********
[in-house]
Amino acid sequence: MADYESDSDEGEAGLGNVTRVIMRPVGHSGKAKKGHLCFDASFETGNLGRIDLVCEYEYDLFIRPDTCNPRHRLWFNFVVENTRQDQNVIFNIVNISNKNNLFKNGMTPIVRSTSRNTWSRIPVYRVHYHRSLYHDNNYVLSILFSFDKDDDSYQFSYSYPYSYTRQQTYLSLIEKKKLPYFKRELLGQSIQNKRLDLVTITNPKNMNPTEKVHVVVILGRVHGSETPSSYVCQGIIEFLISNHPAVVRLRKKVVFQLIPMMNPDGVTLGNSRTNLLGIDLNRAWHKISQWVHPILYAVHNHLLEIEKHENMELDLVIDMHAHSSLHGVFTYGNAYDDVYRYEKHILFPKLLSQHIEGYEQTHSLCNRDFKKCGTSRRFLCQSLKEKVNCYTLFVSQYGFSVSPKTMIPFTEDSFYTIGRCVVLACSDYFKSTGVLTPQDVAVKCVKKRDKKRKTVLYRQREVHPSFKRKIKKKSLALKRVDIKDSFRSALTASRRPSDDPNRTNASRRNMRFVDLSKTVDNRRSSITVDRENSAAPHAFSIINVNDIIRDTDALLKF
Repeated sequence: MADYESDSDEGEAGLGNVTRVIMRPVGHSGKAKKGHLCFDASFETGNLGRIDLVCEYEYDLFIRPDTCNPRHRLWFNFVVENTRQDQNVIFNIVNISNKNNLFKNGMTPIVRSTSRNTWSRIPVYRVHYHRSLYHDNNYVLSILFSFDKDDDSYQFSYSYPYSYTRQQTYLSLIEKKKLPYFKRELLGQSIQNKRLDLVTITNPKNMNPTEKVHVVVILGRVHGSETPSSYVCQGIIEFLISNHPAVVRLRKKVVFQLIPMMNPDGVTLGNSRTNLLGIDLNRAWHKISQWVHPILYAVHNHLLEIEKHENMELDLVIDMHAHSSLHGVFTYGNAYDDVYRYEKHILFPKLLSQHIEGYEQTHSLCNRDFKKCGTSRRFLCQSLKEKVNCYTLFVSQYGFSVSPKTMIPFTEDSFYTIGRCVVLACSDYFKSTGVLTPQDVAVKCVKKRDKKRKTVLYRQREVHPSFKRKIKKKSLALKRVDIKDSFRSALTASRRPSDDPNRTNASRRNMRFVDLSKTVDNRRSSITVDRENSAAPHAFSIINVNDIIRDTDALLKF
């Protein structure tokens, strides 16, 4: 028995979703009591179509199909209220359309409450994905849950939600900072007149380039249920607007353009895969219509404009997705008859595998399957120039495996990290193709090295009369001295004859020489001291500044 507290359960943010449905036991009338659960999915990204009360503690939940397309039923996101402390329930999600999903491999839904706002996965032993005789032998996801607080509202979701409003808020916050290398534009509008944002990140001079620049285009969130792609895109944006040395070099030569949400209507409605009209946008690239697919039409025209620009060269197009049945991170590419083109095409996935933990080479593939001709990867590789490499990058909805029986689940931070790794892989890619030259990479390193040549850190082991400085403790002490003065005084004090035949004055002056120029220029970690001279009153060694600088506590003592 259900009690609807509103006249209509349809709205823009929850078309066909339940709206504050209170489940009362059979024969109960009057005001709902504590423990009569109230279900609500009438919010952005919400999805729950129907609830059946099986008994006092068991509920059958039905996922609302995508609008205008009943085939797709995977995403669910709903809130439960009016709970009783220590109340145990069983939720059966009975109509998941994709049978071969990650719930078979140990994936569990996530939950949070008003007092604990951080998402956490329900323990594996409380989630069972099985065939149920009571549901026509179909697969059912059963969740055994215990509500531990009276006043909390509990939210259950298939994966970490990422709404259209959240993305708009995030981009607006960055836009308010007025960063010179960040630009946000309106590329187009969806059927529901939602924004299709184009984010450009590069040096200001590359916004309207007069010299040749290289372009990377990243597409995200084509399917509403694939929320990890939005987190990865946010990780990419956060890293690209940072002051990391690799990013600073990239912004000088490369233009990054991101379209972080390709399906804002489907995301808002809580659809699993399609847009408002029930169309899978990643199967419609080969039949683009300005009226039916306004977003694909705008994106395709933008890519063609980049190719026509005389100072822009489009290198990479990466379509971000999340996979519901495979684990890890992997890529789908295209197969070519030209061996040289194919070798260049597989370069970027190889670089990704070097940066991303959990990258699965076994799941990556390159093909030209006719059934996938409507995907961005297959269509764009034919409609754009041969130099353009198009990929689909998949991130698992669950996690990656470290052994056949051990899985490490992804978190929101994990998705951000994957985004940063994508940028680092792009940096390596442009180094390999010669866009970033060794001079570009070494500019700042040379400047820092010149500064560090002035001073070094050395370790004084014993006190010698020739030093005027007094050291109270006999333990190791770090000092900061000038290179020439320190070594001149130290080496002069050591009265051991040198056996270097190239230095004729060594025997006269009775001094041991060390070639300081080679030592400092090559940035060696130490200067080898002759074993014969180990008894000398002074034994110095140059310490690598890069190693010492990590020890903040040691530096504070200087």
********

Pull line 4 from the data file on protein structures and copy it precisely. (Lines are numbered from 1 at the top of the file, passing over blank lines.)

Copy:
């Protein structure tokens, strides 16, 4: 028995979703009591179509199909209220359309409450994905849950939600900072007149380039249920607007353009895969219509404009997705008859595998399957120039495996990290193709090295009369001295004859020489001291500044 507290359960943010449905036991009338659960999915990204009360503690939940397309039923996101402390329930999600999903491999839904706002996965032993005789032998996801607080509202979701409003808020916050290398534009509008944002990140001079620049285009969130792609895109944006040395070099030569949400209507409605009209946008690239697919039409025209620009060269197009049945991170590419083109095409996935933990080479593939001709990867590789490499990058909805029986689940931070790794892989890619030259990479390193040549850190082991400085403790002490003065005084004090035949004055002056120029220029970690001279009153060694600088506590003592 259900009690609807509103006249209509349809709205823009929850078309066909339940709206504050209170489940009362059979024969109960009057005001709902504590423990009569109230279900609500009438919010952005919400999805729950129907609830059946099986008994006092068991509920059958039905996922609302995508609008205008009943085939797709995977995403669910709903809130439960009016709970009783220590109340145990069983939720059966009975109509998941994709049978071969990650719930078979140990994936569990996530939950949070008003007092604990951080998402956490329900323990594996409380989630069972099985065939149920009571549901026509179909697969059912059963969740055994215990509500531990009276006043909390509990939210259950298939994966970490990422709404259209959240993305708009995030981009607006960055836009308010007025960063010179960040630009946000309106590329187009969806059927529901939602924004299709184009984010450009590069040096200001590359916004309207007069010299040749290289372009990377990243597409995200084509399917509403694939929320990890939005987190990865946010990780990419956060890293690209940072002051990391690799990013600073990239912004000088490369233009990054991101379209972080390709399906804002489907995301808002809580659809699993399609847009408002029930169309899978990643199967419609080969039949683009300005009226039916306004977003694909705008994106395709933008890519063609980049190719026509005389100072822009489009290198990479990466379509971000999340996979519901495979684990890890992997890529789908295209197969070519030209061996040289194919070798260049597989370069970027190889670089990704070097940066991303959990990258699965076994799941990556390159093909030209006719059934996938409507995907961005297959269509764009034919409609754009041969130099353009198009990929689909998949991130698992669950996690990656470290052994056949051990899985490490992804978190929101994990998705951000994957985004940063994508940028680092792009940096390596442009180094390999010669866009970033060794001079570009070494500019700042040379400047820092010149500064560090002035001073070094050395370790004084014993006190010698020739030093005027007094050291109270006999333990190791770090000092900061000038290179020439320190070594001149130290080496002069050591009265051991040198056996270097190239230095004729060594025997006269009775001094041991060390070639300081080679030592400092090559940035060696130490200067080898002759074993014969180990008894000398002074034994110095140059310490690598890069190693010492990590020890903040040691530096504070200087």